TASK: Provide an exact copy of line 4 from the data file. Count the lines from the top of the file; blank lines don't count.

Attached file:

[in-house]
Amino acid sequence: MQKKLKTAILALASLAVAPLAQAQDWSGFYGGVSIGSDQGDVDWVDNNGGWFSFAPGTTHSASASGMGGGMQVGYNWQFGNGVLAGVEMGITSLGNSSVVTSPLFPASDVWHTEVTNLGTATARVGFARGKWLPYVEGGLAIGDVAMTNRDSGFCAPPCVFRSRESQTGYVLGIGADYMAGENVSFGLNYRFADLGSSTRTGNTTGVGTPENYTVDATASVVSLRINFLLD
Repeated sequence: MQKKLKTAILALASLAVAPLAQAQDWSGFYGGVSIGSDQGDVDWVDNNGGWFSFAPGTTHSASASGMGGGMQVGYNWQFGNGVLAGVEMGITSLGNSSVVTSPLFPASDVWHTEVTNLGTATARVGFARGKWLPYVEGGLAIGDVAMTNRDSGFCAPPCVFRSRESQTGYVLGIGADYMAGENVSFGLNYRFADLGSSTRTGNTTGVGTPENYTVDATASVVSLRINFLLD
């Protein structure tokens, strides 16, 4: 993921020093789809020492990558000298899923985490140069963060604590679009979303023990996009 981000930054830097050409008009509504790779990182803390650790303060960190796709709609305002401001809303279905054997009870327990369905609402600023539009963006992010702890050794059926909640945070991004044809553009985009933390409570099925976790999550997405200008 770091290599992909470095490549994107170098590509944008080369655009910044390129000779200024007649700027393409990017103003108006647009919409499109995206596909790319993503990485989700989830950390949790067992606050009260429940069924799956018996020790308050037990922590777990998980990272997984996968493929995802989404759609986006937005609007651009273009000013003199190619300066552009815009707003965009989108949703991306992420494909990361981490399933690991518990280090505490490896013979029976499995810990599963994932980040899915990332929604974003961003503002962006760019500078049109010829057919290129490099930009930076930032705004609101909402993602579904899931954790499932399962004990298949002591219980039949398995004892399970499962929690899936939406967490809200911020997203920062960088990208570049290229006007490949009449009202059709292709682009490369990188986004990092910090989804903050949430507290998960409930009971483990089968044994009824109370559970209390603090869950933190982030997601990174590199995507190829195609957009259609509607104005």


């Protein structure tokens, strides 16, 4: 993921020093789809020492990558000298899923985490140069963060604590679009979303023990996009 981000930054830097050409008009509504790779990182803390650790303060960190796709709609305002401001809303279905054997009870327990369905609402600023539009963006992010702890050794059926909640945070991004044809553009985009933390409570099925976790999550997405200008 770091290599992909470095490549994107170098590509944008080369655009910044390129000779200024007649700027393409990017103003108006647009919409499109995206596909790319993503990485989700989830950390949790067992606050009260429940069924799956018996020790308050037990922590777990998980990272997984996968493929995802989404759609986006937005609007651009273009000013003199190619300066552009815009707003965009989108949703991306992420494909990361981490399933690991518990280090505490490896013979029976499995810990599963994932980040899915990332929604974003961003503002962006760019500078049109010829057919290129490099930009930076930032705004609101909402993602579904899931954790499932399962004990298949002591219980039949398995004892399970499962929690899936939406967490809200911020997203920062960088990208570049290229006007490949009449009202059709292709682009490369990188986004990092910090989804903050949430507290998960409930009971483990089968044994009824109370559970209390603090869950933190982030997601990174590199995507190829195609957009259609509607104005």